On 21st December 2021, during a weekly broadcast programme in which he discusses government initiatives, Lasso called Iza “an anarchist” and “a violent man,” and claimed that the Indigenous leader “hates democracy.” The President accused the CONAIE leader of incentivising violence during the October 2019 protests. Lasso also said his government would use all the power of the state to jail “those who want to anarchise this country, disrupt public services, and deepen an economic crisis that has already been affected by the pandemic.”

On 22nd December 2021, the DDHH issued a statement expressing solidarity with the Indigenous movement and Leonidas Iza. The coalition said that Guillermo Lasso’s “violent and contemptuous discourse stigmatises the work carried out by social and political leaders, social and Indigenous movements, and makes unfounded and reckless attacks against Leonidas Iza.”

Lasso repeated his statements in a programme aired on 4th January 2022, calling Iza “an enemy of Ecuadorean democracy.”

Court decision to protect Indigenous peoples’ rights

On 27th January 2022, Ecuador’s Constitutional Court confirmed the violation “of the rights to prior consultation, to nature, water, a healthy environment, culture and territory, as well as comprehensive reparation measures”, regarding the A’i Cofán Indigenous people of the Sinangoe community in relation to mining concessions that affected their ancestral territory without their free, prior and informed consent. In their ruling, the country’s highest court reaffirmed the state’s obligations in consultation processes on plans and projects that affect Indigenous peoples’ rights and interests.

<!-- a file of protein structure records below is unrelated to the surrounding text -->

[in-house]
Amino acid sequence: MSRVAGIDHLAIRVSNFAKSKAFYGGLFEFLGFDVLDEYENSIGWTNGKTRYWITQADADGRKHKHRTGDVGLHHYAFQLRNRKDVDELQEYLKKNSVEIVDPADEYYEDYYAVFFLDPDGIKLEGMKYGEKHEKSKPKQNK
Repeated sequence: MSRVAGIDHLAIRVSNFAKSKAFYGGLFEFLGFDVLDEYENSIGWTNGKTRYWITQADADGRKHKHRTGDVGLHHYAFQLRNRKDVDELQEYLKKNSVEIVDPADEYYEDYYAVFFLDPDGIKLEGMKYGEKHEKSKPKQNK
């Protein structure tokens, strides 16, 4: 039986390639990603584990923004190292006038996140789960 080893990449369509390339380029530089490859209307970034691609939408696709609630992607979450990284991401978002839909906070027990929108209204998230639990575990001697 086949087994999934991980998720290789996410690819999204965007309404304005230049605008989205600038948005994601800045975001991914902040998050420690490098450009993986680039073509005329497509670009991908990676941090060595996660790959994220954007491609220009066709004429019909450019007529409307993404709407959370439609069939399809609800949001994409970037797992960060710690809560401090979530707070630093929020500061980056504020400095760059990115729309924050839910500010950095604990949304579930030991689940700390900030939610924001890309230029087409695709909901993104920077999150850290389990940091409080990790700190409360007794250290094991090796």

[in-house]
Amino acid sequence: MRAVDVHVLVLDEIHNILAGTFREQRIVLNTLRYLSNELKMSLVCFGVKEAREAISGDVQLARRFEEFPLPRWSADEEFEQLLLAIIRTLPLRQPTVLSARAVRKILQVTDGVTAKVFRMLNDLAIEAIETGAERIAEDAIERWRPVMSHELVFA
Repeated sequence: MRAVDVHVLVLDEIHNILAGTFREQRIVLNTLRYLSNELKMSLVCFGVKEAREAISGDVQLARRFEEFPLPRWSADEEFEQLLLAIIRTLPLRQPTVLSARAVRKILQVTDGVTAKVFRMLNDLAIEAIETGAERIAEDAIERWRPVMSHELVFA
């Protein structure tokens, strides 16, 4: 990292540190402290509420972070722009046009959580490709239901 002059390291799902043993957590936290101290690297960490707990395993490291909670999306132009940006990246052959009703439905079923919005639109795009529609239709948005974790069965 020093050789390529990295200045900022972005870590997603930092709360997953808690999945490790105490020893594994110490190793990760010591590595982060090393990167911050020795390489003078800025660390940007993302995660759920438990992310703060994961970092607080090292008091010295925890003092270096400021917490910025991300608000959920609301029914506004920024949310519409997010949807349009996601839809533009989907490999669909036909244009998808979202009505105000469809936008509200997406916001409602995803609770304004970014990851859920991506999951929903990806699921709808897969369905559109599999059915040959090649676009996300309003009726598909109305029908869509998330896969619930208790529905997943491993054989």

Indigenous communities and organisations have led the international campaign “Who Should Decide?”. Just days before this court ruling, they delivered more than 365,000 signatures to the Constitutional Court asking the Court to protect the right of Indigenous peoples to decide on the future of their ancestral territories.

International group Amazon Frontlines said that the Constitutional Court ruling recognises “for the first time, the right of Indigenous communities to have the final decision over oil, mining and other extractive projects that affect their lands.” The organisation also evaluated that Ecuador “now has one of the most powerful legal precedents in the world on the internationally recognised right of Indigenous peoples to Free, Prior and Informed Consent.”